POLITICIANS from across the political spectrum have voted to cancel the upcoming cut to Universal Credit (UC) - but Boris Johnson's Tories plan to plough ahead regardless.

The opposition day motion calling for the UC cuts to be reversed passed by 253 votes to 0, with MPs from Labour, the SNP, Alba, the LibDems, Plaid Cymru, the DUP, the Greens, and even the Tory party in support.

However, the government and the vast majority of Tory MPs, including all six Scottish Tories, declined to vote in the non-binding motion.

The debate saw former work and pensions secretary Stephen Crabb insist that the Conservatives should be “standing on the side” of supermarket workers, cleaners and carers and said it was unclear why the Government wanted to remove the £20 per week uplift to UC.

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He told MPs the “sudden, abrupt withdrawal” of the £20 uplift “is not the right way of doing welfare policy”.

Conservative MP John Stevenson argued retaining the benefit boost would “improve many people’s lives” and aid the Government’s levelling up agenda.

Peter Aldous, Conservative MP for Waveney, advised that keeping UC at its pandemic rate will help “prevent many people from falling into poverty and despair”, adding: “It would also provide the platform from which families can plan for better futures and can then realise their aspirations.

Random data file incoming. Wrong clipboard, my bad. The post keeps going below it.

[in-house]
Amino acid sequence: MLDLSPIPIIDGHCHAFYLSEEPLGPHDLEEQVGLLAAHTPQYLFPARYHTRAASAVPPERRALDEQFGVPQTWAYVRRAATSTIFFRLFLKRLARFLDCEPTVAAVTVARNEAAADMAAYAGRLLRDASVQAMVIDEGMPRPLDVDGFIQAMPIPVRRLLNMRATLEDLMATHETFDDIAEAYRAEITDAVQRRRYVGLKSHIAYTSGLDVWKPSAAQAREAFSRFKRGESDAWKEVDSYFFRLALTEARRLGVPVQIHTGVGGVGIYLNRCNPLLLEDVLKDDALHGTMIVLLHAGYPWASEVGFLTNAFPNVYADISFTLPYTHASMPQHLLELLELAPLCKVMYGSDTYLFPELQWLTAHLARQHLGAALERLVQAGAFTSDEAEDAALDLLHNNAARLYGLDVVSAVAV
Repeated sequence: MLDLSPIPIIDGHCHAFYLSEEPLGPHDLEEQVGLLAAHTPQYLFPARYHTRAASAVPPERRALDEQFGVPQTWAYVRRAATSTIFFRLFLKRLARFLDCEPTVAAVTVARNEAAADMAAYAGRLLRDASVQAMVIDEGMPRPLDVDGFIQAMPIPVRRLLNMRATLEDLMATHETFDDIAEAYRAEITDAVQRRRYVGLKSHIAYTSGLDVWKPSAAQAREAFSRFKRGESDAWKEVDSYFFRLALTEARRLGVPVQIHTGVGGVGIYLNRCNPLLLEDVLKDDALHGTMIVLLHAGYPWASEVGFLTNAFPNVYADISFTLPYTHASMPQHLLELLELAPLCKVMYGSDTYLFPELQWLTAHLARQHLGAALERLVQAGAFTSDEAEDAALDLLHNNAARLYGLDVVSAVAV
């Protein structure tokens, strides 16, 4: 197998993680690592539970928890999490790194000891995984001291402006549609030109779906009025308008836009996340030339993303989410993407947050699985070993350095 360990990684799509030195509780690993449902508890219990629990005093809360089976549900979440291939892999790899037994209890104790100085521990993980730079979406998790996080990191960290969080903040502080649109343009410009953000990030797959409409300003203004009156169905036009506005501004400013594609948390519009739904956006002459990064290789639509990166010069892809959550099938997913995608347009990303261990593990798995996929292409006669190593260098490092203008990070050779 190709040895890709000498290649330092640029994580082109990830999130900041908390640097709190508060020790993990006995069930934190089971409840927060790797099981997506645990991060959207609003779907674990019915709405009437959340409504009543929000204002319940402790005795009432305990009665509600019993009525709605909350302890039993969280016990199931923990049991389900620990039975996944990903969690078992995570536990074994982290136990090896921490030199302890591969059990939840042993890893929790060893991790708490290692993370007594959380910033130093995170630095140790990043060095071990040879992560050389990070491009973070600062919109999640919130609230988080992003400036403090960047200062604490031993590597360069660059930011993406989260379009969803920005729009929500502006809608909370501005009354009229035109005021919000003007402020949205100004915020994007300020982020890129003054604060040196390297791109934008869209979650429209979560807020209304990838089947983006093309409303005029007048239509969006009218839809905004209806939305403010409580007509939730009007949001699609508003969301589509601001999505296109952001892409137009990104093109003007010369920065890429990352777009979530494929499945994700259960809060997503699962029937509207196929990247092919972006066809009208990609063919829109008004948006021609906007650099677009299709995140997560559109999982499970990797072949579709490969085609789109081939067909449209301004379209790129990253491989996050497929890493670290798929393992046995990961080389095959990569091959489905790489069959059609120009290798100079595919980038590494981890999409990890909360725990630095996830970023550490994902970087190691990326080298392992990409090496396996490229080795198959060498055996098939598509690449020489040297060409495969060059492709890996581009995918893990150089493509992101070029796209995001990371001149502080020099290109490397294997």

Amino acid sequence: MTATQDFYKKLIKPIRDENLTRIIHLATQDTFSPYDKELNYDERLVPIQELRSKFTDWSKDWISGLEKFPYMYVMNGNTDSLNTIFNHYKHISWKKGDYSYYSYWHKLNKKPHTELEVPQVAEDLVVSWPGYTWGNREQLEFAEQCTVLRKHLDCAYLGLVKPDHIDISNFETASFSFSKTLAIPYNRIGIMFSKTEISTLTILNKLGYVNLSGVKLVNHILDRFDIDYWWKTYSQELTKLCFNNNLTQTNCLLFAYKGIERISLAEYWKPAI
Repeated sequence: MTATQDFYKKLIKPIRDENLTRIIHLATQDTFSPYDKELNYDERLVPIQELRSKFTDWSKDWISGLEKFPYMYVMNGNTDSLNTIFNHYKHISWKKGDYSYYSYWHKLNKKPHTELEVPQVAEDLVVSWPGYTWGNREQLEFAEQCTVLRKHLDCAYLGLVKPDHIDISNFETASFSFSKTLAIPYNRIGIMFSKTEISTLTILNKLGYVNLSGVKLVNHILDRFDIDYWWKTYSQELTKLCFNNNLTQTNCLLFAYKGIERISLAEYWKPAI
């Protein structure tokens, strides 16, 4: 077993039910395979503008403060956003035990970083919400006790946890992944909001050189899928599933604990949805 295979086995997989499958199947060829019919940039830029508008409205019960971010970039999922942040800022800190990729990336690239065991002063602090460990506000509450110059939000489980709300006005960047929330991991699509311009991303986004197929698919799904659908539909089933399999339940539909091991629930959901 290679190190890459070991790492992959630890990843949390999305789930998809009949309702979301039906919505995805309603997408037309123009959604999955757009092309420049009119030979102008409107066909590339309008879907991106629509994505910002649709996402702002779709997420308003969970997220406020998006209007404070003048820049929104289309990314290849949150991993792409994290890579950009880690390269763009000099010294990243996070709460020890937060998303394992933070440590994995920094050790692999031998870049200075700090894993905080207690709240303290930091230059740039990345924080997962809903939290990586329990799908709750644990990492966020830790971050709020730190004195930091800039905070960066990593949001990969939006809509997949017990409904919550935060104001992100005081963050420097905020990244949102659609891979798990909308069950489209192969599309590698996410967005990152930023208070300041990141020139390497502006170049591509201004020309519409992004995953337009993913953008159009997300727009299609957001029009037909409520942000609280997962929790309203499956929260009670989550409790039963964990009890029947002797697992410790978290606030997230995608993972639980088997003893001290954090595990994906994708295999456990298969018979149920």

“As a society, and as an economy, we will all be better for that.”

Ministers have come under sustained pressure to reverse their decision to end the £20 uplift introduced to support families during the coronavirus pandemic.

The extra payments will be phased out from the end of September, with the Government arguing it would cost £6 billion to retain them.

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Labour tabled a motion asking the Government to cancel the planned cut, amid concerns it will reduce support for families by up to £1040 per year.

MPs supported it by 253 votes to zero, majority 253.

But the motion is non-binding and does not force the Government to act.

Labour former minister Dame Angela Eagle, raising a point of order, said it was a “disgrace” the Government had abstained on the vote and claimed they “haven’t got the guts” to properly deal with such matters in the division lobbies.